• #8
                Loudness and rotation - Rega

                Unusually, the Rega amps have usable volume control ranges where loud is around 12 - 1o/c. I have just taken delivery of two new Pathos amps and these have volume pots with 180 steps. Normal loud volume with these is around 120 - 130, so there is plenty of control at low volumes.


                • #9
                  CD player output voltage trim

                  At my side, how much turn on amp's volume control was much dependent on recordings and vary album by album. To set an universal volume on my amp side for all albums like a mission impossible. I mostly listen to CD. I have a Marantz CD17 MKIII player for 10 yrs and only few months ago found its adjustable line output volume control on its remote control is very useful (14 bars fully light up is default volume with every two press down reduce a bar). Now I do not really care how much turn on my LFD Zero LE III amp. I am using that feature in this way: set the amp volume control to some way I know is quite loud, between 8-9 O'clock (6 O'clock is fully no sound), then I turn on my sound level meter in my phone (Android apps, smart tool sound meter) to measure playback sound level at listening position (about 7 ft away from center of both speakers).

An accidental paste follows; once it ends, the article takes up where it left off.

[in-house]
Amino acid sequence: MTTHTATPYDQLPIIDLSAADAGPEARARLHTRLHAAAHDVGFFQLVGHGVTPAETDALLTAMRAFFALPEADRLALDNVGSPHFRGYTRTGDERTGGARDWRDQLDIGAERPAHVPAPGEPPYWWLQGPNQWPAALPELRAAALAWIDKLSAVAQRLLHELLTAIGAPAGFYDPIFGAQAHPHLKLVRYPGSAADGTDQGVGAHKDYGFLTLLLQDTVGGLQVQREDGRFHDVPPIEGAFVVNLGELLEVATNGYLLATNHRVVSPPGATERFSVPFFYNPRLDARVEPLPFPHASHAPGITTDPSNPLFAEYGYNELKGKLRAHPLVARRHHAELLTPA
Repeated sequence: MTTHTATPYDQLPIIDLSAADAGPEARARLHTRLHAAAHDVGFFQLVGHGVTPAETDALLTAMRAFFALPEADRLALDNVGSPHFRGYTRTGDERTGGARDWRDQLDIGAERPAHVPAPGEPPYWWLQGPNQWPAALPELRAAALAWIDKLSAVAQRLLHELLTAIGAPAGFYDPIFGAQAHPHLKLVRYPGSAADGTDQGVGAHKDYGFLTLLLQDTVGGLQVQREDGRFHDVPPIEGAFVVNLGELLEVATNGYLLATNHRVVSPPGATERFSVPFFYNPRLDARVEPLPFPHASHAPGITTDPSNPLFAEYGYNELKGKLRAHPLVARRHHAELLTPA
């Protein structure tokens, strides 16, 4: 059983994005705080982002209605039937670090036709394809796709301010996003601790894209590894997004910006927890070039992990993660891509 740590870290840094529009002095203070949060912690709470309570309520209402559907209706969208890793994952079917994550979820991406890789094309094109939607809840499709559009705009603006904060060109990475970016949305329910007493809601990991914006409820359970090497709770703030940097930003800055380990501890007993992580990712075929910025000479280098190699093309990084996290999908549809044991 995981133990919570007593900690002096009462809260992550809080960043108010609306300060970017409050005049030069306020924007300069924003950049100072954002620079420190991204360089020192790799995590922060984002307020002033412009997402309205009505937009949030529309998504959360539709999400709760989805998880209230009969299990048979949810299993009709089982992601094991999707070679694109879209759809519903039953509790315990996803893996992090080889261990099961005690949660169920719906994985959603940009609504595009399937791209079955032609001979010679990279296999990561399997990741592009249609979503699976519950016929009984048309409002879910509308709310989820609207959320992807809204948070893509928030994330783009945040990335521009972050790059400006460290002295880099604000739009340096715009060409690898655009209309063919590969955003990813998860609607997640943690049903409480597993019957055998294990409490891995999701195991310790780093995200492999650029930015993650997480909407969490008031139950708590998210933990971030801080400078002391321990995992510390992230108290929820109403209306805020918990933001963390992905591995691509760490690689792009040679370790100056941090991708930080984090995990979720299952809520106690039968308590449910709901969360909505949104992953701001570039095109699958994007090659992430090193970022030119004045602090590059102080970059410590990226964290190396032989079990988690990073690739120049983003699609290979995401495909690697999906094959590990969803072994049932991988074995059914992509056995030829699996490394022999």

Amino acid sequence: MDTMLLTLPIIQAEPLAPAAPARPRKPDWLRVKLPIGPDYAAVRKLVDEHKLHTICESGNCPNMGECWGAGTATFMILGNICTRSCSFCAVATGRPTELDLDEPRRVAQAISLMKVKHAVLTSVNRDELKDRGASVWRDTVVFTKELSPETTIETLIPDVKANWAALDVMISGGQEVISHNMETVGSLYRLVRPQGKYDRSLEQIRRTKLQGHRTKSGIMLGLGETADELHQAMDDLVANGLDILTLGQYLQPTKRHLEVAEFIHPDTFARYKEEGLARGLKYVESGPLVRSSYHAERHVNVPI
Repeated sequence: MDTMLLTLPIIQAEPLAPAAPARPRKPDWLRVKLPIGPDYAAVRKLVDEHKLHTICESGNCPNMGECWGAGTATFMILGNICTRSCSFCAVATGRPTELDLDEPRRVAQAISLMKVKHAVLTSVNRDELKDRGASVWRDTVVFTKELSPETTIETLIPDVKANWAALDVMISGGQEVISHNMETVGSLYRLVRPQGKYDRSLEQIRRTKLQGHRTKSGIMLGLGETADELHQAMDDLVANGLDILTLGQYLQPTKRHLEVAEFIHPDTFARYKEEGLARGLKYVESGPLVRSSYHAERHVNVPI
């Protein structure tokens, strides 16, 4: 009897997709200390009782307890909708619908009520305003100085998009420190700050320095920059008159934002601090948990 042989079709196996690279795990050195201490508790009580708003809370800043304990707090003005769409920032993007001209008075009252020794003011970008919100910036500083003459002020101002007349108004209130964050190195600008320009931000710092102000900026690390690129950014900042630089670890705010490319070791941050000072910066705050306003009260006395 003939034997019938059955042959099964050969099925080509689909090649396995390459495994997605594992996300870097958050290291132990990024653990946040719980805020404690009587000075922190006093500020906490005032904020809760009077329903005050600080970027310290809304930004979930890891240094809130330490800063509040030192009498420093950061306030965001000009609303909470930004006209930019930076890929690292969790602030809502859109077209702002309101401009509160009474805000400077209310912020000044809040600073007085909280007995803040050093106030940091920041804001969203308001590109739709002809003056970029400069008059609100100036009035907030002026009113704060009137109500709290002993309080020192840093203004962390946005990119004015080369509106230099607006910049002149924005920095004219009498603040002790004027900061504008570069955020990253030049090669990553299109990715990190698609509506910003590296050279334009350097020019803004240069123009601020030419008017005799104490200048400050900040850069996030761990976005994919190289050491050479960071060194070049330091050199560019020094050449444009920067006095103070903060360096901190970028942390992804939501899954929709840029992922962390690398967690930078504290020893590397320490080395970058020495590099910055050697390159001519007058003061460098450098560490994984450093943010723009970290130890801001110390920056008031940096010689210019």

I adjust the CD player line output volume, usually between 1 to 3 bars down, until the loudest playback is measured as 83-85 dB for classical music, around 80 dB peak for chamber/jazz/other musics and around 75 dB peak for vocal/song. I find this way to control volume is very satisfying and also prevent I listen too loud.
                  "Bath with Music"


                  • #10
                    Originally posted by hifi_dave View Post
                    Unusually, the Rega amps have usable volume control ranges where loud is around 12 - 1o/c.